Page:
In the matriarchal macaque society, the alpha male is only titular. The length of his reign is up to the females to decide.
Pakistan is home to the Rhesus Macaque and Grey Langur species.
The Rhesus Macaque (locally known as bandar), is found in Muree and the northern region of the country and the Grey Langur (locally known as langur), is found only in the Azad Kashmir, Siran valleys of Mansehra and the Kohistan districts.
The rhesus macaque (Macaca mulatta) is one of the best-known species of Old World monkeys. It is listed as Least Concern in the IUCN Red List of Threatened Species in view of its wide distribution, presumed large population, and its tolerance of a broad range of habitats. It is native to South, Central, and Southeast Asia and has the widest geographic range of all non-human primates, occupying a great diversity of altitudes and a great variety of habitats, from grasslands to arid and forested areas, but also close to human settlements.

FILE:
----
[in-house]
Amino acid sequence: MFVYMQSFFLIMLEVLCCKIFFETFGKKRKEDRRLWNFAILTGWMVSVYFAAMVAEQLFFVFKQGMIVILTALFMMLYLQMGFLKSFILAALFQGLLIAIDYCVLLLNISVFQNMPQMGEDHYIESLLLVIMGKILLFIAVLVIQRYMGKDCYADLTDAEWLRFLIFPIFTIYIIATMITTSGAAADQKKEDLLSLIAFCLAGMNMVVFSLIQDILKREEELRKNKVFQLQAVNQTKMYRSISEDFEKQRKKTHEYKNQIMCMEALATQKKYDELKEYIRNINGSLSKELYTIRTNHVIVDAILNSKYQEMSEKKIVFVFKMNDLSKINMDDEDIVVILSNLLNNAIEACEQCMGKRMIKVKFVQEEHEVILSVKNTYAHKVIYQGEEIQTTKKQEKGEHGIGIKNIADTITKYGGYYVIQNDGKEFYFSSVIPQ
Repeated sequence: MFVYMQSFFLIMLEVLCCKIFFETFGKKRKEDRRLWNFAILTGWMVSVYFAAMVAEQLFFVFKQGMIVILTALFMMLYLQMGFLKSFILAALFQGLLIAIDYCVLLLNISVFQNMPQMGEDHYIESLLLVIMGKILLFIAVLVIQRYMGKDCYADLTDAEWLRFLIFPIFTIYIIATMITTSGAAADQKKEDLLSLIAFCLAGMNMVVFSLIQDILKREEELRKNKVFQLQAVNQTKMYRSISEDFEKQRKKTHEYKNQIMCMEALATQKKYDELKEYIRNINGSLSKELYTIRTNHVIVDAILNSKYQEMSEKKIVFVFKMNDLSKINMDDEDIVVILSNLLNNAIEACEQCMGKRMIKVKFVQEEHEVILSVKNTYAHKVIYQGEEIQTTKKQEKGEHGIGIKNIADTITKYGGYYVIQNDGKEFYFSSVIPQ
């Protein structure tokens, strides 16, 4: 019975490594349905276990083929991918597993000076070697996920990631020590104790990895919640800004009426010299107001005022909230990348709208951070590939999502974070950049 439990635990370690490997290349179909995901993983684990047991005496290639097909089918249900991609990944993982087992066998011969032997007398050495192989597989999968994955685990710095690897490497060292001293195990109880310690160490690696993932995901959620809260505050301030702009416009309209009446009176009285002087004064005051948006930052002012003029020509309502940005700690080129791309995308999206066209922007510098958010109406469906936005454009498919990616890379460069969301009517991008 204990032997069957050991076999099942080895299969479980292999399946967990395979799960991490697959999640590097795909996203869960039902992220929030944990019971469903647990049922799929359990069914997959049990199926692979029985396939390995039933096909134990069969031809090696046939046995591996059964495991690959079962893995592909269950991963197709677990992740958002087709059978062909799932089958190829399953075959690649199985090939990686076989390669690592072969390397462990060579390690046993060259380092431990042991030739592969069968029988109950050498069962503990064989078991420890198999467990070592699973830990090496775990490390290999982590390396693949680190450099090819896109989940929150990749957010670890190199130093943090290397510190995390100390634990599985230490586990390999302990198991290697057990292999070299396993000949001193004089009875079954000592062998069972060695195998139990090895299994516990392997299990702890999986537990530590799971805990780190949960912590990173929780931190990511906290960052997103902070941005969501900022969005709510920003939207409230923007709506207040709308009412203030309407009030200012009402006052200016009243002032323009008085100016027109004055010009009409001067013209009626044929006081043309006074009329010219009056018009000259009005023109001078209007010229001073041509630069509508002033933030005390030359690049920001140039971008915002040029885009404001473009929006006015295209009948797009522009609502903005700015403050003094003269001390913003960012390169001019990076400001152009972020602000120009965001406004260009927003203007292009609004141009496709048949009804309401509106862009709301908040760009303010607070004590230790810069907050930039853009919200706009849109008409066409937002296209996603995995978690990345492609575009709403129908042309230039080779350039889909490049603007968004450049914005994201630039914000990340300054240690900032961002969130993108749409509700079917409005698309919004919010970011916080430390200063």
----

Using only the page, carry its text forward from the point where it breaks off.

Rhesus macaques are brown and adults have a red face and rump. The underparts are lighter brown. The tail is medium length and the hair on the top of the head is short. The locomotion is quadrupedal.
1. The Rhesus monkey has a multimale-multifemale social structure. A female associates with and supports the family and class in a strict female-bonded hierarchy. Males are dominant to females but are peripheral to the group and change groups every few years. The group size varies from 10-50.
2. The Rhesus monkeys are diurnal, mostly terrestrial, and partly arboreal.
3. The rhesus macaque has 32 teeth.
4. A group of macaque is called "Troop".
5. Caution they are good at stealing things, so keep your important things e.g watch, purse... safe DON'T laugh at them because they will attack, as they see teeth as a challenge to their territory.
Scientific name: Macaca mulatta (Local name - Bandaar).
Weight: 5-10 kg approx.
Length: 17-25 inches approx.
Life Span: 25 years approx
Teeth: 32 Adult teeth.
Diet: Omnivores; fruits, seeds, leaves, gums, buds, grass, clover, roots, bark, resin, and small invertebrates.
Habitat: Native to South, Central, and Southeast Asia.
Status: It is listed as Least Concern in the IUCN Red List of Threatened Species.